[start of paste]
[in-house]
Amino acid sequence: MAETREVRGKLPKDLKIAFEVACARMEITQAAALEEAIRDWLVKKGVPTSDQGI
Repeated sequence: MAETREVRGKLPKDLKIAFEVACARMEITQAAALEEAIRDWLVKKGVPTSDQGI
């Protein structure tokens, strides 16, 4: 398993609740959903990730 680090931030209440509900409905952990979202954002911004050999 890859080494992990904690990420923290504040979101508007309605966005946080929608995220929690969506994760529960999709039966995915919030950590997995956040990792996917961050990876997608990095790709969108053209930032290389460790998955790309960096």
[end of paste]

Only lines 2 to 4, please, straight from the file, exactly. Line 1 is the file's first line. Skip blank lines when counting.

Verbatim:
Amino acid sequence: MAETREVRGKLPKDLKIAFEVACARMEITQAAALEEAIRDWLVKKGVPTSDQGI
Repeated sequence: MAETREVRGKLPKDLKIAFEVACARMEITQAAALEEAIRDWLVKKGVPTSDQGI
């Protein structure tokens, strides 16, 4: 398993609740959903990730 680090931030209440509900409905952990979202954002911004050999 890859080494992990904690990420923290504040979101508007309605966005946080929608995220929690969506994760529960999709039966995915919030950590997995956040990792996917961050990876997608990095790709969108053209930032290389460790998955790309960096």